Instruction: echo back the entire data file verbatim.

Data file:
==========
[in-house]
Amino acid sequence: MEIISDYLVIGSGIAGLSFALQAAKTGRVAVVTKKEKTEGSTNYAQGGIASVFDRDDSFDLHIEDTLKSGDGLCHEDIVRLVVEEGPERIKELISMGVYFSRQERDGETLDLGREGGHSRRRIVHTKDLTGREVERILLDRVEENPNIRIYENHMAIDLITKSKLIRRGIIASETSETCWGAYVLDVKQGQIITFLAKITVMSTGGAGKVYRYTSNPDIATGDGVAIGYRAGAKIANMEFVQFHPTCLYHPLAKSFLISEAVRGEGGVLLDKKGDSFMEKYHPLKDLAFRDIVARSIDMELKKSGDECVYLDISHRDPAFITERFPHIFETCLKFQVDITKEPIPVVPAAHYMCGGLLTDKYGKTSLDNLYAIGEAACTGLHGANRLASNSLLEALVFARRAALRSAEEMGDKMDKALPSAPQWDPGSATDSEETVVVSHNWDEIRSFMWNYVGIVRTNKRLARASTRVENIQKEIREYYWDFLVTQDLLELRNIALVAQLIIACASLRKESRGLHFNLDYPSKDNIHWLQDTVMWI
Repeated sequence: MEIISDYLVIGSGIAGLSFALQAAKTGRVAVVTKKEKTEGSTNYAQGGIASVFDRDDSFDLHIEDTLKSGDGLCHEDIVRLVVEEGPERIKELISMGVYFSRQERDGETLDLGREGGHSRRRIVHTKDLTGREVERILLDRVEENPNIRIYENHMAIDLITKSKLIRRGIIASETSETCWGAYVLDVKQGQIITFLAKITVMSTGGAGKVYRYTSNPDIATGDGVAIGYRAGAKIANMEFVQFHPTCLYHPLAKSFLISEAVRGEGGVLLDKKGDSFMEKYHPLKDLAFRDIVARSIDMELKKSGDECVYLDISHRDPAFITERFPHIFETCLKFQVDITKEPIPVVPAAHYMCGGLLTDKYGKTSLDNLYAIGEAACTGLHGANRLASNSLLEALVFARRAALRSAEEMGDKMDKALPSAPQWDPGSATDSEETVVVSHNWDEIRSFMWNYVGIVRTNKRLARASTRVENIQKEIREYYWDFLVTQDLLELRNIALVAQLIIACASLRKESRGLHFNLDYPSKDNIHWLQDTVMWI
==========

[in-house]
Amino acid sequence: MEIISDYLVIGSGIAGLSFALQAAKTGRVAVVTKKEKTEGSTNYAQGGIASVFDRDDSFDLHIEDTLKSGDGLCHEDIVRLVVEEGPERIKELISMGVYFSRQERDGETLDLGREGGHSRRRIVHTKDLTGREVERILLDRVEENPNIRIYENHMAIDLITKSKLIRRGIIASETSETCWGAYVLDVKQGQIITFLAKITVMSTGGAGKVYRYTSNPDIATGDGVAIGYRAGAKIANMEFVQFHPTCLYHPLAKSFLISEAVRGEGGVLLDKKGDSFMEKYHPLKDLAFRDIVARSIDMELKKSGDECVYLDISHRDPAFITERFPHIFETCLKFQVDITKEPIPVVPAAHYMCGGLLTDKYGKTSLDNLYAIGEAACTGLHGANRLASNSLLEALVFARRAALRSAEEMGDKMDKALPSAPQWDPGSATDSEETVVVSHNWDEIRSFMWNYVGIVRTNKRLARASTRVENIQKEIREYYWDFLVTQDLLELRNIALVAQLIIACASLRKESRGLHFNLDYPSKDNIHWLQDTVMWI
Repeated sequence: MEIISDYLVIGSGIAGLSFALQAAKTGRVAVVTKKEKTEGSTNYAQGGIASVFDRDDSFDLHIEDTLKSGDGLCHEDIVRLVVEEGPERIKELISMGVYFSRQERDGETLDLGREGGHSRRRIVHTKDLTGREVERILLDRVEENPNIRIYENHMAIDLITKSKLIRRGIIASETSETCWGAYVLDVKQGQIITFLAKITVMSTGGAGKVYRYTSNPDIATGDGVAIGYRAGAKIANMEFVQFHPTCLYHPLAKSFLISEAVRGEGGVLLDKKGDSFMEKYHPLKDLAFRDIVARSIDMELKKSGDECVYLDISHRDPAFITERFPHIFETCLKFQVDITKEPIPVVPAAHYMCGGLLTDKYGKTSLDNLYAIGEAACTGLHGANRLASNSLLEALVFARRAALRSAEEMGDKMDKALPSAPQWDPGSATDSEETVVVSHNWDEIRSFMWNYVGIVRTNKRLARASTRVENIQKEIREYYWDFLVTQDLLELRNIALVAQLIIACASLRKESRGLHFNLDYPSKDNIHWLQDTVMWI